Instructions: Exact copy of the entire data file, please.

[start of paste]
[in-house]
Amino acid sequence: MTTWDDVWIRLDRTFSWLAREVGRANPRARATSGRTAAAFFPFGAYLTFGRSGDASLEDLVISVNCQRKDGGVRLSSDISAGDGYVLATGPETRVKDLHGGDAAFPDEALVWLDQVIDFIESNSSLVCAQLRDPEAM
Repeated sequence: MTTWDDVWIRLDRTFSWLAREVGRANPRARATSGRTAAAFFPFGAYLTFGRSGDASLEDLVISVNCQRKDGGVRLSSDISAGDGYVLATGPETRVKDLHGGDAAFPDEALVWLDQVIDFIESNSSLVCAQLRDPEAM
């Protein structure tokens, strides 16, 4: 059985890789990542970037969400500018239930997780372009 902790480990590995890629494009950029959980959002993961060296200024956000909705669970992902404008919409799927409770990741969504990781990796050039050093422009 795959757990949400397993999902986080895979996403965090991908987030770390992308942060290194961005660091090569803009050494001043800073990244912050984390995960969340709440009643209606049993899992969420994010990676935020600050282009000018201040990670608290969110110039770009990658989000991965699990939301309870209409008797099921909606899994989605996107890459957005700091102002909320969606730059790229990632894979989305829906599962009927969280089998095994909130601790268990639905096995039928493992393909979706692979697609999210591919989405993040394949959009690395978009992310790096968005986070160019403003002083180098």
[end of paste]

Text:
[in-house]
Amino acid sequence: MTTWDDVWIRLDRTFSWLAREVGRANPRARATSGRTAAAFFPFGAYLTFGRSGDASLEDLVISVNCQRKDGGVRLSSDISAGDGYVLATGPETRVKDLHGGDAAFPDEALVWLDQVIDFIESNSSLVCAQLRDPEAM
Repeated sequence: MTTWDDVWIRLDRTFSWLAREVGRANPRARATSGRTAAAFFPFGAYLTFGRSGDASLEDLVISVNCQRKDGGVRLSSDISAGDGYVLATGPETRVKDLHGGDAAFPDEALVWLDQVIDFIESNSSLVCAQLRDPEAM
């Protein structure tokens, strides 16, 4: 059985890789990542970037969400500018239930997780372009 902790480990590995890629494009950029959980959002993961060296200024956000909705669970992902404008919409799927409770990741969504990781990796050039050093422009 795959757990949400397993999902986080895979996403965090991908987030770390992308942060290194961005660091090569803009050494001043800073990244912050984390995960969340709440009643209606049993899992969420994010990676935020600050282009000018201040990670608290969110110039770009990658989000991965699990939301309870209409008797099921909606899994989605996107890459957005700091102002909320969606730059790229990632894979989305829906599962009927969280089998095994909130601790268990639905096995039928493992393909979706692979697609999210591919989405993040394949959009690395978009992310790096968005986070160019403003002083180098």